Step 8: Select a surviving family member

Unfortunately, our program doesn’t allow students to graduate so long as all their relatives are alive and well, so we’ll have to ask you to choose up to a maximum of three extended family members to move ahead with. For the sake of convenience, we recommend limiting yourself to siblings, wise and loving grandmothers, and/or shady aunts and uncles. When you’ve made your selection, please sign the Emotional Consequences Waiver form, which you collected at the start of the class.

Step 9: Reserve a room at the tavern/inn of your convenience

When you pass this class you’ll be enrolled in our extended learning abroad program, so make sure you choose a tavern that matches your preferences. This is the second form we gave you, the one on the faded parchment nailed to the door. Slots fill up quickly, so make sure you get your name on there right away so you don’t miss out on the isolated table in the corner, the one with the dim candle. You can still brood and ignore the noisy patrons from other tables, but it’s just not as fulfilling! We want you to have the most mysterious experience possible.

Step 10: Wait for your first quest

To complete the learning abroad program and receive your traditional written-in-the-ancient-language diploma, you’ll need to complete a quest. You’ll find a list of available quests towards the end of your syllabus, but you’ll need to wait for us to send our certified suspicious stranger to your designated location before embarking on the quest. If you head out on your own beforehand, the chances of encountering your assigned quest companions will be slim, and you will likely fail the final exam: our carefully curated sequence of incrementally-dangerous challenges which you cannot complete without courage, friendship, and at least one potential love interest.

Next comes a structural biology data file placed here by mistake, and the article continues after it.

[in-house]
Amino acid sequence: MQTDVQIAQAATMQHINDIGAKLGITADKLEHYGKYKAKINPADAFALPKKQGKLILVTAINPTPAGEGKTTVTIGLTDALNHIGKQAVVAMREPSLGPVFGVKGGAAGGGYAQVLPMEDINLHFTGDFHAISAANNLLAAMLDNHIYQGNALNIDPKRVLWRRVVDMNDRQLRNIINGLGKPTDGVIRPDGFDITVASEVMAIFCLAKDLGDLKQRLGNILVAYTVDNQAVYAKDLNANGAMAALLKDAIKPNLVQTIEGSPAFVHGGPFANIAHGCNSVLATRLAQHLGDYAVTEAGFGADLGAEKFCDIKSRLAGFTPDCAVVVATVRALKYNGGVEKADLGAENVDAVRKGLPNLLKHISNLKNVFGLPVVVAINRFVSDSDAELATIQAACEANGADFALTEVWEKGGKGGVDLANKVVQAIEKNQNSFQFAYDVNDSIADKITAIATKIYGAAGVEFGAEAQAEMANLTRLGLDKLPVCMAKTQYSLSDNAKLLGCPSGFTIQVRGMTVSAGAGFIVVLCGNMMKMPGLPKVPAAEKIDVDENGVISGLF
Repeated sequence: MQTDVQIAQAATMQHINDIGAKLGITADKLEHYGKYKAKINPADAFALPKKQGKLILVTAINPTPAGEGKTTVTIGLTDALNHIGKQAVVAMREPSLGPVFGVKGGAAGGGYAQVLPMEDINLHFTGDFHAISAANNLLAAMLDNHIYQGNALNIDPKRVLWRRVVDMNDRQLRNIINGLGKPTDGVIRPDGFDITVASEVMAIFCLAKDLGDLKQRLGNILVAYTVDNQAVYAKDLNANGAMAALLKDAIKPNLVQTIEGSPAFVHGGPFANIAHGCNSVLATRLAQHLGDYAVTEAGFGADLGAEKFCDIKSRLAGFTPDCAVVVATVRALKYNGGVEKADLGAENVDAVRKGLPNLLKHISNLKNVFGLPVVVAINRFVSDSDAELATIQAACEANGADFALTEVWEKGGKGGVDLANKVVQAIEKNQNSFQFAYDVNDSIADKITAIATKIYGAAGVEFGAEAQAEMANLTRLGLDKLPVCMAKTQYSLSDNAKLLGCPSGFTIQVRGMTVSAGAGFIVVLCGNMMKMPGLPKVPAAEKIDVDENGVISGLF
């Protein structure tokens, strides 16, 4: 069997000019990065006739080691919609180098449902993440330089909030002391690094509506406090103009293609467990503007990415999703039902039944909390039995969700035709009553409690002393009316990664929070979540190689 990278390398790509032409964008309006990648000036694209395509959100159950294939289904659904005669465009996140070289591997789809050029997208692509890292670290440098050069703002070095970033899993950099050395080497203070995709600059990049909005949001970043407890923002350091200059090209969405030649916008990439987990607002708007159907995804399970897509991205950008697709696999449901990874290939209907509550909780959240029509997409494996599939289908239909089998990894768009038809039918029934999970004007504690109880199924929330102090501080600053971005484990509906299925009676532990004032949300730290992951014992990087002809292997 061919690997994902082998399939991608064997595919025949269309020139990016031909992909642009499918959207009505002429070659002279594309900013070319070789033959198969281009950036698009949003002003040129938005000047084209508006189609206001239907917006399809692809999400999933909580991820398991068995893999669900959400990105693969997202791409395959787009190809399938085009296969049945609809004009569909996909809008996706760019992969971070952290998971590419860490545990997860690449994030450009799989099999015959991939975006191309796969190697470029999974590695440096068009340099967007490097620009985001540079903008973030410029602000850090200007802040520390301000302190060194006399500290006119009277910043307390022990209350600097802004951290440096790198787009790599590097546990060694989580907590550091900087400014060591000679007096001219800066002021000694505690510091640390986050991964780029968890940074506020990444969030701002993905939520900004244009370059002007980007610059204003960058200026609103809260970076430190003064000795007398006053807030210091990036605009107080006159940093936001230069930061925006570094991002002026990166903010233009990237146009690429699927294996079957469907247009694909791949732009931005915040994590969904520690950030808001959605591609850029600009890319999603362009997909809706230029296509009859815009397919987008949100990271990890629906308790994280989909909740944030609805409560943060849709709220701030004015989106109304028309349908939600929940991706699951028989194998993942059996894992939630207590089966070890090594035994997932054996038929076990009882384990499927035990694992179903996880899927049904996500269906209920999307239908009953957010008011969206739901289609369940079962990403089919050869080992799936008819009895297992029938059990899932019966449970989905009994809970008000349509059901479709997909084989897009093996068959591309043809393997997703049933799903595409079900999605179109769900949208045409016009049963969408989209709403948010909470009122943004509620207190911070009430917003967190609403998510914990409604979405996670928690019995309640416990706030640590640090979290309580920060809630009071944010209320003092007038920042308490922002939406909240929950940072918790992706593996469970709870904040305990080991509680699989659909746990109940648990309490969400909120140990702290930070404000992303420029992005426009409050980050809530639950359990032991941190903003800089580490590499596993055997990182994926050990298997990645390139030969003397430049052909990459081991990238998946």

We hope you’ve found our class instructional and inspiring. We look forward to seeing each of our students fulfill their destiny.

7 Truths Writers (Probably) Won’t Admit Out Loud

Highlight the ones that apply to you and go confess your sins afterward.

#1 We stalk our readers on Goodreads to see what their progress updates say

But only because we value and crave feedback. Not because we’re paranoid. Why would we be paranoid?

#2 We don’t write as much as we pretend to

Raise your hand if you’ve tweeted #amwriting when you’ve done nothing of the sort. Good, now put it down and get to work.

#3 We do care about the money

Despite a hundred wise (and obnoxious) sayings to the contrary, most of us want to earn money through our writing, and it’s frustrating when sales are constantly flatlined. Not that I’m trying to be a Scrooge, but “I write because that’s who I am” doesn’t pay many expenses.